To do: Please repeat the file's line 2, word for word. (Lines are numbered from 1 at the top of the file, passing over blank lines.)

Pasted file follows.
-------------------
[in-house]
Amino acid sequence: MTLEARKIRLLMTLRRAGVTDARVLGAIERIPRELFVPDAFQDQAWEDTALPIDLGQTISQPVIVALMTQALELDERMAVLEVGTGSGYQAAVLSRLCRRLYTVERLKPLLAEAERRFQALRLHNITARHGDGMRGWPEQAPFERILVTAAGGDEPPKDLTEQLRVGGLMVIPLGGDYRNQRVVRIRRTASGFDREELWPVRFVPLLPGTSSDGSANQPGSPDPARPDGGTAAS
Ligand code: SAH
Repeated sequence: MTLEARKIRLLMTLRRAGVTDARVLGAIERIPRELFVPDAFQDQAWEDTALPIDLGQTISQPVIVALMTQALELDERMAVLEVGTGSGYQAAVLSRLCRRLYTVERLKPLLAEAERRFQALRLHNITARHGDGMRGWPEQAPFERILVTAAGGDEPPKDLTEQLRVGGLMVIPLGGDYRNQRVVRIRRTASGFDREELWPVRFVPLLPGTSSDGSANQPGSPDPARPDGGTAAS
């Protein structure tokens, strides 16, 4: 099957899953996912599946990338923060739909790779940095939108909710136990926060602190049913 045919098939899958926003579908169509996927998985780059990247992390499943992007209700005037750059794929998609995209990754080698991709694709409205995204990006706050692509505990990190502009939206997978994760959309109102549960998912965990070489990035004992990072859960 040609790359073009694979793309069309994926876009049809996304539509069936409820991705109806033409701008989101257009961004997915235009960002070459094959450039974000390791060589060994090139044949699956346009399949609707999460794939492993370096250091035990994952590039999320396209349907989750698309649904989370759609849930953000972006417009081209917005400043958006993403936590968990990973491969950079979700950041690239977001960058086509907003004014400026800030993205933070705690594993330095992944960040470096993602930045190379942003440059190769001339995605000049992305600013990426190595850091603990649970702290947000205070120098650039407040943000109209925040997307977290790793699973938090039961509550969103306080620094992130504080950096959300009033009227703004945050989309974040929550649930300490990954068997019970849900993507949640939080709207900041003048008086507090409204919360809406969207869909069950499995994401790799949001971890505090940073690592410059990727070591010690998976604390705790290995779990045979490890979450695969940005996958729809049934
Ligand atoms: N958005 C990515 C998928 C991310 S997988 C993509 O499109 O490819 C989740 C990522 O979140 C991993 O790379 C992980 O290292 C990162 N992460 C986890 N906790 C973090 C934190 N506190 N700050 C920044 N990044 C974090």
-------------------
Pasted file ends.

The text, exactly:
Amino acid sequence: MTLEARKIRLLMTLRRAGVTDARVLGAIERIPRELFVPDAFQDQAWEDTALPIDLGQTISQPVIVALMTQALELDERMAVLEVGTGSGYQAAVLSRLCRRLYTVERLKPLLAEAERRFQALRLHNITARHGDGMRGWPEQAPFERILVTAAGGDEPPKDLTEQLRVGGLMVIPLGGDYRNQRVVRIRRTASGFDREELWPVRFVPLLPGTSSDGSANQPGSPDPARPDGGTAAS